The year was extra special because my parents were able to visit me. We toured the Rudolfinum concert hall in Prague, where I have season tickets for three cycles. The concert hall has played a role in Czechoslovak history. Democrat statesman Tomáš Garrigue Masaryk was elected president three times in its large Dvořák Hall during the 1920s and 1930s, when the Rudolfinum was the home of Czechoslovak Parliament. The statuary and view of Prague Castle on the roof were splendid, and the Conductors’ Room boasted various styles of furnishings, black-and-white photos of well-renowned musicians and an impressive Petrov piano.

Rudolfinum5

Dvořák Hall, Rudolfinum

Rudolfinum11

Rudolfinum, upper level

We also toured Nelahozeves Chateau near Prague, a place that has been dear to me for many years. For me the highlight of visiting this chateau is superb collection of art, especially Pieter Brueghel the Younger’s painting of a winter scene. The painting by Rubens was a delight, too. I also loved the small 18th century table inlaid with 20 kinds of wood. The exterior was captivating as well. The graffito on one wall and the Renaissance courtyard were two stunning architectural elements.

Nelahoz26

Renaissance courtyard of Nelahozeves Chateau

Nelahoz22

Sgraffito on wall of Nelahozeves Chateau

I took my parents on a trip around Hanspaulka and pointed out one of the Baroque chapels, the chateau and other sights. We admired the villas of various styles. We ate paninis in the local café.

Hanspaulkachapel1

Chapel in Hanspaulka

Perhaps the highlight of their visit was seeing a Czech play in the Žižkov Theatre of Jára Cimrman. We laughed along to the music of Cimrman in the Paradise of Music, which focuses on the operatic works of the fictional legendary Jára Cimrman, who was an unlucky man of all trades – inventor, philosopher, teacher, self-taught gynecologist, to name a few of his many professions. The opera in the second half of the play involves a Czech engineer introducing the great taste of pilsner beer to India. The British colonel in the play is so impressed with the taste of Czech beer that he wishes he had been born Czech. It was terrific that I was able to introduce my parents to the character of Jára Cimrman, who has played such a major role in Czech culture and folklore, even though he is not real.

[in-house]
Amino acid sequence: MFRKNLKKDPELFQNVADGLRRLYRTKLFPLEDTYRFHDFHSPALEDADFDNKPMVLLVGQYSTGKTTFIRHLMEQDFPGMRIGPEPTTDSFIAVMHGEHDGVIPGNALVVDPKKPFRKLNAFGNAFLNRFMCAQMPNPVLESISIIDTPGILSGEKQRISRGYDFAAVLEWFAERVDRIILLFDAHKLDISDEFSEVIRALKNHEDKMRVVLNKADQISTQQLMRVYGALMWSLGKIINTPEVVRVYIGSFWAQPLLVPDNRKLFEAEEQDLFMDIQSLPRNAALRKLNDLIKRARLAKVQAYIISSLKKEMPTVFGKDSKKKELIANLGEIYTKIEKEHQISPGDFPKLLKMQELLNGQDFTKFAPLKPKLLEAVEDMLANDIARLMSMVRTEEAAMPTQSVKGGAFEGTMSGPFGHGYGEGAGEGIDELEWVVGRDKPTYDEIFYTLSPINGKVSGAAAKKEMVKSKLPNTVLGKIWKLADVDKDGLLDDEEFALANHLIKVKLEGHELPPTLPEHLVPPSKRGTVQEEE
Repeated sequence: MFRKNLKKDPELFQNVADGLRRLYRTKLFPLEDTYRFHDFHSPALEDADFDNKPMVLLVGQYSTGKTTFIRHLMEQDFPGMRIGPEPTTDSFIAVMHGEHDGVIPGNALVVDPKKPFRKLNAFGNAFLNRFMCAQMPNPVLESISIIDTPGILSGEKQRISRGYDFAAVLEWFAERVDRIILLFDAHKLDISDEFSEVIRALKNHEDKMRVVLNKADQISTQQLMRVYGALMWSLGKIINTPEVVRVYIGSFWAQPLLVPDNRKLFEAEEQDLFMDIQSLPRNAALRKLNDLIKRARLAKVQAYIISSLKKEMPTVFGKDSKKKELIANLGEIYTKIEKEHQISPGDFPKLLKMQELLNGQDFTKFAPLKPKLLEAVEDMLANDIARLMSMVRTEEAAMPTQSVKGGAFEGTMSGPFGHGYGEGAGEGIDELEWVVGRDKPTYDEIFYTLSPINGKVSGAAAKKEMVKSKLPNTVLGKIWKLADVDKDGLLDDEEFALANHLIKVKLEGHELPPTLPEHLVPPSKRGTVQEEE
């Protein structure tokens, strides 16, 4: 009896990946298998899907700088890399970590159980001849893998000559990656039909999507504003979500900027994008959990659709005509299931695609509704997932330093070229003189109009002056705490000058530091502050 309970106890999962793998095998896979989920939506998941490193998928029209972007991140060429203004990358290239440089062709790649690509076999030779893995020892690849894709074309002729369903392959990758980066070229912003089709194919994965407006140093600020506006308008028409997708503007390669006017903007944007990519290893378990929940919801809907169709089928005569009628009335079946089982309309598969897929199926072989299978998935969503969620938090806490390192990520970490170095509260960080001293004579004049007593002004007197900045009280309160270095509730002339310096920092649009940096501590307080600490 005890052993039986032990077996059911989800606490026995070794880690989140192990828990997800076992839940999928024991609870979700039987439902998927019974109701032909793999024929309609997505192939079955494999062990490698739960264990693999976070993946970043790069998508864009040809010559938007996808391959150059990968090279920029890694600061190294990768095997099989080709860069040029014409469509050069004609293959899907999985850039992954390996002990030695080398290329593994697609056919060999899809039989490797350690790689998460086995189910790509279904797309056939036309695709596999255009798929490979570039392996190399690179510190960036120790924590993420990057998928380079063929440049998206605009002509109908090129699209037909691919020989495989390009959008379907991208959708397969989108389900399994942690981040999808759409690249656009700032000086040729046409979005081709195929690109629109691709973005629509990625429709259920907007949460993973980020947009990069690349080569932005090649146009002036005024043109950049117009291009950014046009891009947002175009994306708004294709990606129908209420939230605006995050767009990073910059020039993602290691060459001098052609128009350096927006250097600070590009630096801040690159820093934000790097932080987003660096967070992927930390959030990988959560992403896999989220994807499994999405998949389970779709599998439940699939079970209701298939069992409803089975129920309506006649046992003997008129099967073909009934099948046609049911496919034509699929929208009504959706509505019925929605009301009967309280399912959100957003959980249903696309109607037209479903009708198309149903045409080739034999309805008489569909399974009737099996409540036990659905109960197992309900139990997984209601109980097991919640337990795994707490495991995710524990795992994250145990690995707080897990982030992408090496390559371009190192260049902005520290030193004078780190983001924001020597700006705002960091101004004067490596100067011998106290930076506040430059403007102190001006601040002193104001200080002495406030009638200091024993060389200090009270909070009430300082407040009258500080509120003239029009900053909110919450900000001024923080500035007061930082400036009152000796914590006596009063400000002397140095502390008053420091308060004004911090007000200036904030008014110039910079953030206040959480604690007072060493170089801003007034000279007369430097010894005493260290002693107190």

CimrmanMus13bust1

Almost featureless bust of Jára Cimrman

I was thankful that I had my best friend, my black cat Šarlota Garrigue Masaryková Burnsová by my side throughout the year. She is happy here, much happier than she was in a shelter four years ago.

SarlotaApril1710

Šarlota Garrigue Masaryková Burnsová

Every day I think of Bohumil Hrabal Burns, my feisty and naughty black cat who died three-and-a-half years ago. He remains with me in spirit every moment of my life. I know that somewhere in Cat Heaven, he is vomiting for fun on white rugs and playing with Fat Cat toys.

Bohous on boogie-mat

Bohumil Hrabal Burns, 1999 – 2014

Those were my travels of 2017. I look forward to more adventures this year. I have planned one trip to Italy and will soon jot down a list of day trips I would like to take.

Tracy A. Burns is a writer, proofreader and editor in Prague.

PUGLIALecceS.Croce12

Santa Croce Church in Lecce

 

Advertisements

Winternitz Villa Diary

Winternitzext1

I had relished my visits to Prague’s Müller Villa, designed by Viennese Adolf Loos and Czech Karel Lhota. Therefore, I was very excited to be touring the Winternitz Villa, on which those same two architects cooperated from 1931 to 1932. The three-floor house is located at Na Cihlářce 10 in Prague’s Smíchov district, perched on a hill from which there are superb views of the city.

Winternitzintphotos

Adolf Loos and Karel Lhota

Lawyer Josef Winternitz and his wife, son and daughter lived there until 1941, when they were sent to concentration camps, eventually winding up in Auschwitz. His wife and daughter miraculously survived. (His wife, Jana, would die in 1979 while the daughter, Susanne, would pass away in 1991.) In 1943 the villa was transferred to the city of Prague and became the home of a kindergarten. It was used in this capacity until 1995.

Winternitzext2